That sug­gests the is­sue isn’t a lack of willpower but rather a change in the com­po­si­tion of peo­ple ICE is handling. Sim­ply put, Home­land Se­cu­rity of­fi­cials say fewer peo­ple caught at the border means fewer peo­ple who can be de­ported with­out fac­ing long le­gal bat­tles.

“You have fewer peo­ple com­ing across the border, so you nec­es­sar­ily, even­tu­ally, have fewer re­movals,” said David La­pan, a spokesman for the Home­land Se­cu­rity Depart­ment.

One danger sign, though, is a re­newed spike in the num­bers of fam­i­lies and un­ac­com­pa­nied alien chil­dren (UAC) who are jump­ing the border. The Border Pa­trol re­ported a 27 per­cent rise in UAC ap­pre­hen­sions and a 46 per­cent surge in peo­ple trav­el­ing as fam­i­lies in July, com­pared with June.

Just a few months ago, the ad­min­is­tra­tion ap­peared to have re­solved the prob­lem. UAC and fam­ily ap­pre­hen­sions hov­ered at about 1,000 a month.

But UAC num­bers are now nearly 2,500 a month, and fam­ily ap­pre­hen­sions were nearly 3,400 in July.

Dur­ing the Obama-era surge, those num­bers reached more than 10,000 a month each for UAC and fam­ily ap­pre­hen­sions, as Cen­tral Amer­i­can mi­grants streamed north, be­liev­ing lax en­force­ment would give them a chance to earn a foothold in the U.S.

The Trump ad­min­is­tra­tion has been try­ing to dig out of that hole with a se­ries of poli­cies in­clud­ing tar­get­ing for de­por­ta­tion UAC and fam­i­lies that have had their day in im­mi­gra­tion court but are ig­nor­ing or­ders or re­moval.

Mr. Trump has also asked for money

“For the fam­ily-based sys­tem, halv­ing the num­bers would come at the strong price of re­duc­ing op­por­tu­ni­ties for fam­ily unity, a deeply rooted value in U.S. im­mi­gra­tion his­tory,” the think tank said in its anal­y­sis.

Democrats have em­braced a point sys­tem in the past as part of broader deals to le­gal­ize most il­le­gal im­mi­grants.

In 2007, a point sys­tem was at the heart of the im­mi­gra­tion bill worked out by Pres­i­dent Ge­orge W. Bush and Sen. Ed­ward M. Kennedy. That bill also dra­mat­i­cally cut the num­ber of fam­ily mem­bers who could be spon­sored for fu­ture mi­gra­tion.

Among those who voted for the 2007 bill were Mr. Obama, then-Sen. Hil­lary Clin­ton, cur­rent Se­nate Mi­nor­ity Leader Charles E. Schumer and his chief lieu­tenant Sen. Richard J. Durbin, and 13 other cur­rent Demo­cratic se­na­tors.

The Se­nate’s 2013 im­mi­gra­tion bill, worked out by four Democrats and four Repub­li­cans and backed by Mr. Obama, in­cluded scaled-down ver­sions of the point sys­tem and slim­mer fam­ily mi­gra­tion.

That bill gar­nered sup­port of ev­ery Demo­crat in the Se­nate.

Both the 2007 and 2013 bills also elim­i­nated the di­ver­sity visa lot­tery. Law­mak­ers at the time agreed that the coun­try’s im­mi­gra­tion sys­tem was ex­pan­sive enough that to be­gin build­ing his border wall, with pro­to­types to be built later this year.

Mr. La­pan said Home­land Se­cu­rity is study­ing the trends and isn’t cer­tain whether they mean a new spike or just sea­sonal tweaks.

“The short an­swer is we don’t know what all of those causes are,” he said.

Still, even with the rise month to month, the num­bers are lower than they have been in years.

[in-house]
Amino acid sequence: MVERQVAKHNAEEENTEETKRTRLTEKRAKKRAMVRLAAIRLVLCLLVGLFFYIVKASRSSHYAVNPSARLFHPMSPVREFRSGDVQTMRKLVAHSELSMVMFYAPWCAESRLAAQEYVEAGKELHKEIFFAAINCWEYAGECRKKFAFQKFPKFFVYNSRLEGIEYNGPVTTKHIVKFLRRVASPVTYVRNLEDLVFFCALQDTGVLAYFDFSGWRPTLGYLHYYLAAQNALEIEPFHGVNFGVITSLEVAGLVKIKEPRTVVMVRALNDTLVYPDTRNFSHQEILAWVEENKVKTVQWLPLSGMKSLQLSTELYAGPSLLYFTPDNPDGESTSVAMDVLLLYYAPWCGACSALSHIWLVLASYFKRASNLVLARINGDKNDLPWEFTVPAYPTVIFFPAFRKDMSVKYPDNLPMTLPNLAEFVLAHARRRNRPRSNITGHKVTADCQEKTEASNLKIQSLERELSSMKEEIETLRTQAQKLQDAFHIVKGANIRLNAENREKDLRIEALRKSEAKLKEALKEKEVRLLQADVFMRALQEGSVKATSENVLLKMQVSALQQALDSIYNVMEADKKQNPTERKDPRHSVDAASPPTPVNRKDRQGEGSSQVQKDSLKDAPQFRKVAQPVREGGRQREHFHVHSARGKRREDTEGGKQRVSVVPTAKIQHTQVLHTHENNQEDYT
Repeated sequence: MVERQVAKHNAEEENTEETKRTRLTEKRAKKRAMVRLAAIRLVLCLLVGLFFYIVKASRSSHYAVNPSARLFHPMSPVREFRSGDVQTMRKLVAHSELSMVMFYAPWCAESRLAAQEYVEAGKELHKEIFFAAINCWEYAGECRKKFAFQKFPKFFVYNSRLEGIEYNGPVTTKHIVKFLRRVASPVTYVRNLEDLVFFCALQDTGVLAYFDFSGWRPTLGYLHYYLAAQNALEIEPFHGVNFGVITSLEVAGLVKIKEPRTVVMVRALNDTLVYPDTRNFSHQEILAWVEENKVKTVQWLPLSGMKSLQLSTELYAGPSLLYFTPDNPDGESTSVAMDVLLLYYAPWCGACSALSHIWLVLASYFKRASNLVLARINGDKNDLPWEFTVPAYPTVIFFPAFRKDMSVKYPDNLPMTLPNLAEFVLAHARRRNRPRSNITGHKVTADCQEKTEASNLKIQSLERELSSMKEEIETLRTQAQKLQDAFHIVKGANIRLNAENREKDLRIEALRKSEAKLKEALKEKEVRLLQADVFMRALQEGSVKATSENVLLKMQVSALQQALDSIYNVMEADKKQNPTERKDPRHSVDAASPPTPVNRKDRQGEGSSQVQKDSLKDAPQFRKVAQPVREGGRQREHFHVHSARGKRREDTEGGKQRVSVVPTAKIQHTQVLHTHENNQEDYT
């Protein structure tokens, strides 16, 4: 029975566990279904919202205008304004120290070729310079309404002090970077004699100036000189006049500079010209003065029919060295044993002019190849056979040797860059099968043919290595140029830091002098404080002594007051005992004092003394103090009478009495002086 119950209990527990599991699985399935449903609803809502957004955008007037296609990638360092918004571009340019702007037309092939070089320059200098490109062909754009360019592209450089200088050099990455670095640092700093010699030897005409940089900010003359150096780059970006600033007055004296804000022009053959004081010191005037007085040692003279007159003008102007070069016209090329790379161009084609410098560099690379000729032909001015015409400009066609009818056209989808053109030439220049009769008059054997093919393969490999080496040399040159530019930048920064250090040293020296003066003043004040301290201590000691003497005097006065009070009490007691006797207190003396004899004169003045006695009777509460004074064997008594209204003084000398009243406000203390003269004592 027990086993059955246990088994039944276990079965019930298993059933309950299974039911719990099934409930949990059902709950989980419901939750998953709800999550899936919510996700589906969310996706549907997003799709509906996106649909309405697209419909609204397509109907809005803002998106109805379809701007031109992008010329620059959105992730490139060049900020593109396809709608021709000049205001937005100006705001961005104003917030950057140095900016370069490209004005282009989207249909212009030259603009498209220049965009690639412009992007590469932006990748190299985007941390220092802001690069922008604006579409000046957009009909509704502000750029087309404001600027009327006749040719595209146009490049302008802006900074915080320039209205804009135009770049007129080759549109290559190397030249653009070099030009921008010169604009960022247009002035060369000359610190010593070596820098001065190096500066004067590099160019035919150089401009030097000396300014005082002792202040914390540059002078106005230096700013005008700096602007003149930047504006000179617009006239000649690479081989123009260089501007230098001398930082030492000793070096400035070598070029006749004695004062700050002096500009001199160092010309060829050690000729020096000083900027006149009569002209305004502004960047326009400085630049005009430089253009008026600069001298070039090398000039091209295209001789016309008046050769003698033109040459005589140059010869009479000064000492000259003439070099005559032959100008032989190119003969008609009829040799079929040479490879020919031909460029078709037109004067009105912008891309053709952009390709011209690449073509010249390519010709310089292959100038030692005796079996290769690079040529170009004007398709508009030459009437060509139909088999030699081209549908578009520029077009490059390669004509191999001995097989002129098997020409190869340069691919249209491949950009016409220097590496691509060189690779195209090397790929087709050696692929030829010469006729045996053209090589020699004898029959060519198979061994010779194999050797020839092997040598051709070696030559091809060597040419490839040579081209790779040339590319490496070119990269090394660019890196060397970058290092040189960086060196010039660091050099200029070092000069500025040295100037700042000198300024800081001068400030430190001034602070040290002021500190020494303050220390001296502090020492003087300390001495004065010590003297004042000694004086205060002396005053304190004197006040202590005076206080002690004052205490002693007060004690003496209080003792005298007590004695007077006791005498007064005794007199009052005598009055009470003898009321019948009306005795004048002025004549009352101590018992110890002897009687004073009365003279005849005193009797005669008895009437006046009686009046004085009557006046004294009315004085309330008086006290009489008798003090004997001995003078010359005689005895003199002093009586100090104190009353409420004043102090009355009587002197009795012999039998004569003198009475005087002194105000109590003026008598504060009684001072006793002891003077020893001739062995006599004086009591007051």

U.S. Cus­toms and Border Pro­tec­tion of­fi­cers at the ports of en­try recorded 6,833 in­ad­mis­si­ble aliens try­ing to en­ter. The Border Pa­trol, mean­while, nabbed 18,198 peo­ple who had sneaked across the border.

The com­bined num­ber of 25,031, while the high­est un­der Mr. Trump, is lower than any month un­der Mr. Obama dat­ing back to De­cem­ber 2011.

When con­sid­ered on a year-to-year ba­sis, the gains are in­deed stun­ning. In July 2016, the Border Pa­trol nabbed 33,737 il­le­gal im­mi­grants — 85 per­cent more than this year’s to­tal.

The pres­i­dent has re­peat­edly cited progress on the border as one of his ma­jor suc­cesses early in his ten­ure. He pointed to the progress as one of the rea­sons he tapped his first home­land se­cu­rity sec­re­tary, John F. Kelly, to be­come White House chief of staff.

Im­mi­grant rights ad­vo­cates have ve­he­mently com­plained about Mr. Trump’s ex­panded fo­cus on en­forc­ing im­mi­gra­tion laws and begged him to use dis­cre­tion to stop de­port­ing long­time il­le­gal im­mi­grants who, de­spite their unau­tho­rized sta­tus, have been able to build roots in their com­mu­ni­ties. the lot­tery sys­tem was no longer needed.

A stand-alone bill to cut the di­ver­sity lot­tery and to pump those visas back into high-skilled pro­grams also cleared the Repub­li­can-led House in 2012, with 27 Democrats and most Repub­li­cans vot­ing for it.

Mr. Kriko­rian said the change in Democrats’ at­ti­tude stems from anti-Trump sen­ti­ment — “any­thing Trump is for, they have to be against” — and from chang­ing pol­i­tics within the Demo­cratic Party, where in­di­vid­ual im­mi­gra­tion pro­grams now have key con­stituents as back­ers.

The di­ver­sity visa lot­tery is a fa­vorite of the Con­gres­sional Black Cau­cus, which ar­gues that it’s one way to boost im­mi­gra­tion from African coun­tries un­der­rep­re­sented else­where in the im­mi­gra­tion sys­tem.

Mean­while, the lines of ex­tended fam­ily im­mi­gra­tion are defended by Asian ad­vo­cacy groups who see their com­mu­ni­ties as ma­jor ben­e­fi­cia­ries of al­low­ing im­mi­grants to spon­sor sib­lings for fu­ture im­mi­gra­tion.

Democrats aren’t the only ones to un­dergo a shift on im­mi­gra­tion.

Se­nate Ma­jor­ity Leader Mitch McCon­nell, Ken­tucky Repub­li­can, voted for a 2006 bill that would have granted a swift path to ci­ti­zen­ship to mil­lions of il­le­gal im­mi­grants be­fore switch­ing sides a year later and vot­ing against the 2007 bill.